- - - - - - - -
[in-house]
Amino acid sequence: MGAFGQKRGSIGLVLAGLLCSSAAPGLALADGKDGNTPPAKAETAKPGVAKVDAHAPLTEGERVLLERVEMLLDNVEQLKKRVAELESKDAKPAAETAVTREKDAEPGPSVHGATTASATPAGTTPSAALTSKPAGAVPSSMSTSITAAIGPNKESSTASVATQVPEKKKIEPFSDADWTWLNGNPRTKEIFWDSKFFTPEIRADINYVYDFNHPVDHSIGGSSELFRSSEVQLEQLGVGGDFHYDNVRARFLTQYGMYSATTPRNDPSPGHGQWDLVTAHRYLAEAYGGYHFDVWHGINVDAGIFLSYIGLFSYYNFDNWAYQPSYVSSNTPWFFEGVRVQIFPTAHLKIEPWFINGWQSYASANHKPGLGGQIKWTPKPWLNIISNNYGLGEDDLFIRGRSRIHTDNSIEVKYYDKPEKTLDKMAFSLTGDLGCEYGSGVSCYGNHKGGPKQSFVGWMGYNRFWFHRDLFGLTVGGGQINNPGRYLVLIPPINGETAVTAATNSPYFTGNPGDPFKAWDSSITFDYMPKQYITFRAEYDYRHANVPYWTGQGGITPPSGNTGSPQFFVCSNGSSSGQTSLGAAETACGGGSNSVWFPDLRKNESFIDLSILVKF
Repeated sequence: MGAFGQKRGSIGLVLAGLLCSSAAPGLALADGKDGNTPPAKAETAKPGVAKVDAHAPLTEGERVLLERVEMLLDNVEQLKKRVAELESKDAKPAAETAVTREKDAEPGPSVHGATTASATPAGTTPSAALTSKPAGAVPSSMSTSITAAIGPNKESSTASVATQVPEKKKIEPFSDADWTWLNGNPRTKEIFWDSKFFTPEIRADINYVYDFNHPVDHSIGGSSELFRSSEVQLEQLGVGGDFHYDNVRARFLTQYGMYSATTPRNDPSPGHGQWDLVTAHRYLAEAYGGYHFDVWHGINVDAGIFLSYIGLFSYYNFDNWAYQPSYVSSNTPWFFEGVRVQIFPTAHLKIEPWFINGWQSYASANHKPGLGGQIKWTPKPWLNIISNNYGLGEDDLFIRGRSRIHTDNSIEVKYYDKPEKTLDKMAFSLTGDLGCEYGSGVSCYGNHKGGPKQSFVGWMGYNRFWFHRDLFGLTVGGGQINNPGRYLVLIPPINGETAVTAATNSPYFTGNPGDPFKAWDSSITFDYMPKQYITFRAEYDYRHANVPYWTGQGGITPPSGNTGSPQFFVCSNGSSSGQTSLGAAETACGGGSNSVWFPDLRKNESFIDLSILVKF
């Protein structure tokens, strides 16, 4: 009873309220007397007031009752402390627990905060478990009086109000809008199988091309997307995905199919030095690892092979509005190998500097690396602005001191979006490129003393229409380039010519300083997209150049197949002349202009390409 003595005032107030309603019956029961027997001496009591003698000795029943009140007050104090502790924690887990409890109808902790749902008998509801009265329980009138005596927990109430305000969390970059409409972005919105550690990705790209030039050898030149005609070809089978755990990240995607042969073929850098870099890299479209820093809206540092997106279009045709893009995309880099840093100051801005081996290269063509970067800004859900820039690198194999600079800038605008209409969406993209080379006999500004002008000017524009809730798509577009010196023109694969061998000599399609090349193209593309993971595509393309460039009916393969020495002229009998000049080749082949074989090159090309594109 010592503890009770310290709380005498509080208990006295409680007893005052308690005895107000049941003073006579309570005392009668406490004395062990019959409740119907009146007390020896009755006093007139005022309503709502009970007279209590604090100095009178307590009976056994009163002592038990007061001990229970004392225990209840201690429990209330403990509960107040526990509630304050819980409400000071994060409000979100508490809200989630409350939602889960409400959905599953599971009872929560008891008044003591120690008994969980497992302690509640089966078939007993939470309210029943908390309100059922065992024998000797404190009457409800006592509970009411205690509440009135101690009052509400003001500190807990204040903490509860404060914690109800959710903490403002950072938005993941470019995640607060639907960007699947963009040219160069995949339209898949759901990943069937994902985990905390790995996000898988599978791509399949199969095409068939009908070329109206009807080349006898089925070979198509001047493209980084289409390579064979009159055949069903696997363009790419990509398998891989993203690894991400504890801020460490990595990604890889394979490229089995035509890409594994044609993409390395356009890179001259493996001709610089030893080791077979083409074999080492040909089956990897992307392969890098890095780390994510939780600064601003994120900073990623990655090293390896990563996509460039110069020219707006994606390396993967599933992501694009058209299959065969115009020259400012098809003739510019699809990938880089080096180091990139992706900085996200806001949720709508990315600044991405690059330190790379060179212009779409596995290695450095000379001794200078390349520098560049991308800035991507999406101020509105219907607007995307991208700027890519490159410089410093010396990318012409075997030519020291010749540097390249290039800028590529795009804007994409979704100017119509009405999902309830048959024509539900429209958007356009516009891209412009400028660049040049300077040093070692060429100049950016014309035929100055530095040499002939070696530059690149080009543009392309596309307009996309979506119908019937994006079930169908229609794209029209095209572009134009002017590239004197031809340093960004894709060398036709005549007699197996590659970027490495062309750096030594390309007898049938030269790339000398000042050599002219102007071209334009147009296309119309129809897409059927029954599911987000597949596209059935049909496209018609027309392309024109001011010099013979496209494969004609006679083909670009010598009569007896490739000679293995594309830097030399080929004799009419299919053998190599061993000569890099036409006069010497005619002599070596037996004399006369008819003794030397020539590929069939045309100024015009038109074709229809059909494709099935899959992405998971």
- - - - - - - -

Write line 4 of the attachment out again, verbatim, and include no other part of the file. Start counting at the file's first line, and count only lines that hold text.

């Protein structure tokens, strides 16, 4: 009873309220007397007031009752402390627990905060478990009086109000809008199988091309997307995905199919030095690892092979509005190998500097690396602005001191979006490129003393229409380039010519300083997209150049197949002349202009390409 003595005032107030309603019956029961027997001496009591003698000795029943009140007050104090502790924690887990409890109808902790749902008998509801009265329980009138005596927990109430305000969390970059409409972005919105550690990705790209030039050898030149005609070809089978755990990240995607042969073929850098870099890299479209820093809206540092997106279009045709893009995309880099840093100051801005081996290269063509970067800004859900820039690198194999600079800038605008209409969406993209080379006999500004002008000017524009809730798509577009010196023109694969061998000599399609090349193209593309993971595509393309460039009916393969020495002229009998000049080749082949074989090159090309594109 010592503890009770310290709380005498509080208990006295409680007893005052308690005895107000049941003073006579309570005392009668406490004395062990019959409740119907009146007390020896009755006093007139005022309503709502009970007279209590604090100095009178307590009976056994009163002592038990007061001990229970004392225990209840201690429990209330403990509960107040526990509630304050819980409400000071994060409000979100508490809200989630409350939602889960409400959905599953599971009872929560008891008044003591120690008994969980497992302690509640089966078939007993939470309210029943908390309100059922065992024998000797404190009457409800006592509970009411205690509440009135101690009052509400003001500190807990204040903490509860404060914690109800959710903490403002950072938005993941470019995640607060639907960007699947963009040219160069995949339209898949759901990943069937994902985990905390790995996000898988599978791509399949199969095409068939009908070329109206009807080349006898089925070979198509001047493209980084289409390579064979009159055949069903696997363009790419990509398998891989993203690894991400504890801020460490990595990604890889394979490229089995035509890409594994044609993409390395356009890179001259493996001709610089030893080791077979083409074999080492040909089956990897992307392969890098890095780390994510939780600064601003994120900073990623990655090293390896990563996509460039110069020219707006994606390396993967599933992501694009058209299959065969115009020259400012098809003739510019699809990938880089080096180091990139992706900085996200806001949720709508990315600044991405690059330190790379060179212009779409596995290695450095000379001794200078390349520098560049991308800035991507999406101020509105219907607007995307991208700027890519490159410089410093010396990318012409075997030519020291010749540097390249290039800028590529795009804007994409979704100017119509009405999902309830048959024509539900429209958007356009516009891209412009400028660049040049300077040093070692060429100049950016014309035929100055530095040499002939070696530059690149080009543009392309596309307009996309979506119908019937994006079930169908229609794209029209095209572009134009002017590239004197031809340093960004894709060398036709005549007699197996590659970027490495062309750096030594390309007898049938030269790339000398000042050599002219102007071209334009147009296309119309129809897409059927029954599911987000597949596209059935049909496209018609027309392309024109001011010099013979496209494969004609006679083909670009010598009569007896490739000679293995594309830097030399080929004799009419299919053998190599061993000569890099036409006069010497005619002599070596037996004399006369008819003794030397020539590929069939045309100024015009038109074709229809059909494709099935899959992405998971």